The reality is that the DVSA was 60 driving examiners short when it was created and, with a sackful of resignations, things have only gone from bad to worse. As the Minister knows, since the merger, the average wait for a test has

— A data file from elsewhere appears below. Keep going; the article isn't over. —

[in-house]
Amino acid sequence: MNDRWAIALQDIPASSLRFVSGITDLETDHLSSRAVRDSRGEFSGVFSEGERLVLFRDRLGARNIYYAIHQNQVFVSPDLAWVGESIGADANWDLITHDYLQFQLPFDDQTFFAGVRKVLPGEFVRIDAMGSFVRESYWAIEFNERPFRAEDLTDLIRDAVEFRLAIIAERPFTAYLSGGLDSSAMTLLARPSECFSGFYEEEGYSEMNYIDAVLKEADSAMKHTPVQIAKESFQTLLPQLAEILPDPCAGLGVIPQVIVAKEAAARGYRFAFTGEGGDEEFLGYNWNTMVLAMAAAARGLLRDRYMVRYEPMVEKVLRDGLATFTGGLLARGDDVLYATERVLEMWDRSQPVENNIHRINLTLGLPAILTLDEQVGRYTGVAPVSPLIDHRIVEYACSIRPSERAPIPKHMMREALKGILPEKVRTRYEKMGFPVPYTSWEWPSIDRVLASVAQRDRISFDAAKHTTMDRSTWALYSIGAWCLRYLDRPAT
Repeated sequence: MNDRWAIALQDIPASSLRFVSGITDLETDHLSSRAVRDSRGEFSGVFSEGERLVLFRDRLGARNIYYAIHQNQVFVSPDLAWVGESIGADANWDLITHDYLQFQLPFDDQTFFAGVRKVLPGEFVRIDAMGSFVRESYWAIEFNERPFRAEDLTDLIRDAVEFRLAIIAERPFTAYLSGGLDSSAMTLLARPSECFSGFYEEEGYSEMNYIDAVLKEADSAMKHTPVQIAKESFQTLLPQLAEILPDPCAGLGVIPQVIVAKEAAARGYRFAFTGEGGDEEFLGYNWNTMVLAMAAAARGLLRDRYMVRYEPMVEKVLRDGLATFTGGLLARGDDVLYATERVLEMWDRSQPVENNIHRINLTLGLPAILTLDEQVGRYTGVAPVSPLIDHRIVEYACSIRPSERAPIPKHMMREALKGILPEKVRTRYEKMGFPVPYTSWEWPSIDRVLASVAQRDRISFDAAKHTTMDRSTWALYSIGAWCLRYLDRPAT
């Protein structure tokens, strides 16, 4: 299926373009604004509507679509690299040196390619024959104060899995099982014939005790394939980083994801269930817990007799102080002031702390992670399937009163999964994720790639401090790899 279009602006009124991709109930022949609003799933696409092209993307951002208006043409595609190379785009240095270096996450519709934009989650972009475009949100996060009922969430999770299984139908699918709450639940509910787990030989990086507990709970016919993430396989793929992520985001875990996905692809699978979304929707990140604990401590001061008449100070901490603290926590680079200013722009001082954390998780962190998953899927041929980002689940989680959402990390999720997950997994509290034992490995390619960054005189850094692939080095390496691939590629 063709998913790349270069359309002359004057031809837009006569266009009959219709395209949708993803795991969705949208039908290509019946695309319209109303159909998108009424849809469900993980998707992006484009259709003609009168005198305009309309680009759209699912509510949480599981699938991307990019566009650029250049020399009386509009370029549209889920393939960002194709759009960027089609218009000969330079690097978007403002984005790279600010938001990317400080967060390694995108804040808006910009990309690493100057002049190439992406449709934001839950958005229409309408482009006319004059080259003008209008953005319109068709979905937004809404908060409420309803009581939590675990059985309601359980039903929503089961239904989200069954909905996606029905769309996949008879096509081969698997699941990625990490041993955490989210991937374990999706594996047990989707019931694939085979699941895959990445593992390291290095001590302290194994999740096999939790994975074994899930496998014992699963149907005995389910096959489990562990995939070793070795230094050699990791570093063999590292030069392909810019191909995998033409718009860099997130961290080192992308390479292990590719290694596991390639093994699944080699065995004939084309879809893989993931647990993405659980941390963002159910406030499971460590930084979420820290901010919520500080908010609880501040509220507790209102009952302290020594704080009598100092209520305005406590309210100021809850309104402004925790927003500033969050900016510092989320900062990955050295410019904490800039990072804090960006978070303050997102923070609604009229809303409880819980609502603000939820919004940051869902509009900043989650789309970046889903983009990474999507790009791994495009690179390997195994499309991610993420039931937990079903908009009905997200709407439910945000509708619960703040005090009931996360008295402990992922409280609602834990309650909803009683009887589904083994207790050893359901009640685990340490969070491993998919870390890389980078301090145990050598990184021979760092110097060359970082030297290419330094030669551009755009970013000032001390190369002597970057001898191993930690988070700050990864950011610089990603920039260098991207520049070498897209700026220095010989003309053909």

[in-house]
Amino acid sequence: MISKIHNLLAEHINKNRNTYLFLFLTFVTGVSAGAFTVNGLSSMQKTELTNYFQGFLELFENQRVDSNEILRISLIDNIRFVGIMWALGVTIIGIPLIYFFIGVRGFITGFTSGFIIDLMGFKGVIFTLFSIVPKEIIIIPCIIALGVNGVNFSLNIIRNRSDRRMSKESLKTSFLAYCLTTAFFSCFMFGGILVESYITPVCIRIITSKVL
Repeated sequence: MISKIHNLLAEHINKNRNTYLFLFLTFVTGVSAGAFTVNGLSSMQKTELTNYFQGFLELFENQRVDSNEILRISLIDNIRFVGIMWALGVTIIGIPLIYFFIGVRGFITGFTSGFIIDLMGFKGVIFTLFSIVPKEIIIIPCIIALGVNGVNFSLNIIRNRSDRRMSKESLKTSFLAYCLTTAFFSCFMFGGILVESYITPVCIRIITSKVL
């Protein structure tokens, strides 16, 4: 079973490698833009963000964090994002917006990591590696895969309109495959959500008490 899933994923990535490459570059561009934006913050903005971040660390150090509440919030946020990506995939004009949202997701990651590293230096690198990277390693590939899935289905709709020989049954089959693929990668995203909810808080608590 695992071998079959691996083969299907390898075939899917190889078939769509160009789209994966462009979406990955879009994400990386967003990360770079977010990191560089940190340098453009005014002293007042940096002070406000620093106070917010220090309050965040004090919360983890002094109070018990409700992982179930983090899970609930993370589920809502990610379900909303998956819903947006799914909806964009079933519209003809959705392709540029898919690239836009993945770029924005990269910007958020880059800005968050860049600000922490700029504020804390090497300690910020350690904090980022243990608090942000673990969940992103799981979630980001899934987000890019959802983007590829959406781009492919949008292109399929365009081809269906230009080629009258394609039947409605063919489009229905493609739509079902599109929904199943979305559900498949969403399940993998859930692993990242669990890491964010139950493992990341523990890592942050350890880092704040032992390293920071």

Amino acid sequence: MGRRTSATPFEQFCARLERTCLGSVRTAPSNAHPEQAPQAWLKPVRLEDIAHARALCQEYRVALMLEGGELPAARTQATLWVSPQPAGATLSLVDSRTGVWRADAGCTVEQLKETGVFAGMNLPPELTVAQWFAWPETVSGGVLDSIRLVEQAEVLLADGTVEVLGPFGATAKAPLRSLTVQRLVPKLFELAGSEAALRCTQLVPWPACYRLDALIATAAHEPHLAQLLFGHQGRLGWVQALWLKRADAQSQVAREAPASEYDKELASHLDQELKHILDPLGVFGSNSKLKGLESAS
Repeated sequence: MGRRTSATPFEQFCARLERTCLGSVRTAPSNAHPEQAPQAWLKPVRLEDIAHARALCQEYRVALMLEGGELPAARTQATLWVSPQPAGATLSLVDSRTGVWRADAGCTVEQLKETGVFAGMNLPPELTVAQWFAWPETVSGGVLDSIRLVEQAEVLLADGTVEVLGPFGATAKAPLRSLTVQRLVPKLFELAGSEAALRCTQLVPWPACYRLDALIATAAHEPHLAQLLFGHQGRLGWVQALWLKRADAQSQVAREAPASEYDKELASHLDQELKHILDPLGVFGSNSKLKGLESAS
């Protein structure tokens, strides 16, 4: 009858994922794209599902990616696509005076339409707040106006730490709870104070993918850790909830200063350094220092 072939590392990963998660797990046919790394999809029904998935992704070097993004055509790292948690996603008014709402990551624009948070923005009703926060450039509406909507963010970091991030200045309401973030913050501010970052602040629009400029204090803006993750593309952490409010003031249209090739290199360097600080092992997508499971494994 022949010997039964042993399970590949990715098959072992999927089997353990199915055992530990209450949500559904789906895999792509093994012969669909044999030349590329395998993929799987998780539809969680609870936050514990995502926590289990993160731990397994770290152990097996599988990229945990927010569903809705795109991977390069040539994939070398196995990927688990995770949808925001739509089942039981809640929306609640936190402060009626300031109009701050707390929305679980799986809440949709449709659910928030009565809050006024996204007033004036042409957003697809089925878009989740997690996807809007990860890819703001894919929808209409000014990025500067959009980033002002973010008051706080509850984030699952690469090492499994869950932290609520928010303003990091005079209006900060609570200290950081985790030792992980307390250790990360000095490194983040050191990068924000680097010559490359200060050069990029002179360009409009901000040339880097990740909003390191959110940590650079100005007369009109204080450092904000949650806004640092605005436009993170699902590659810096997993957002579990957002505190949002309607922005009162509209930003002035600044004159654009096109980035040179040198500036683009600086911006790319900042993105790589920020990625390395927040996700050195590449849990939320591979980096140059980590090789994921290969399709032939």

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[Richard Burden] been no less than 6.2 weeks, peaking at nearly eight weeks in August. The latest available figures, for October, showed that the wait for a test was almost seven weeks. In the three months before the merger, the waiting time was a little more than five weeks. Clearly, we are not yet seeing increased efficiency or performance. Rather, with staff morale at the levels that I described, more delays and frustration are likely for learner drivers. Will the Minister comment on whether the DVSA is on course to meet its objectives and key performance indicators, as set out in its business plan? Will she confirm what steps her Department is taking to strengthen staff morale and engagement? There were some telling statements in the DVSA’s recent civil service survey about the Government’s reforms. As I say, just over half of the DVSA’s staff seem to have a clear understanding of the organisation’s objectives, and only two thirds understand the purpose of the merged agency. One of the main problems with the motoring services reorganisation, which was particularly noted by the Transport Committee, is the complete absence of strategy or vision. It is a hotch-potch of reforms. Digital improvements to drive efficiency savings at the DVLA are important and well-understood, even if we saw significant delivery problems on 1 October—the day that the tax disc was abolished. However, the reasons for organisational change at the DVSA and for private sector involvement at the vehicle certification agency are less clear. It all seems a bit of a trial-and-error process. Can the Minister set out the overall purpose of the motoring agency reform and say what her Department’s overall objectives are in that regard? Is she satisfied that the agency will have the resource and capacity to deliver these changes. Will that resource and capacity be maintained when so many staff are leaving? Can she explain how the Government will monitor the impact of these reforms and pass on efficiency savings to consumers? Hon. Members will understand the seriousness of our concerns about this modernisation process, and I want to put on the record the fact that I have written to the National Audit Office to request a review. With millions of pounds having already been wasted on failed procurements and botched competitions, we need to be certain that motoring agency reforms are benefiting both the users of these services and taxpayers. Finally, because the order specifies the assets and liabilities of the trading fund, I want to express some wider concerns about resource and capacity within the agency. Recently, there have been real concerns about VOSA’s ability to enforce compliance with vehicle standards and safety regulations adequately. Specifically, not enough resources were available to support the transition of VOSA’s core testing services to authorised testing facilities. I have heard reports that VOSA staff were being pulled away from roadside enforcement to resource the ATFs, shifting focus away from the roadside checks that are needed to maintain safety. Industry bodies have been highly concerned about the length of time that VOSA was taking to process applications for individual vehicle approvals. Parliamentary questions have revealed that the number of checks that VOSA carries out on vehicles and drivers has plummeted. VOSA’s roadside roadworthiness checks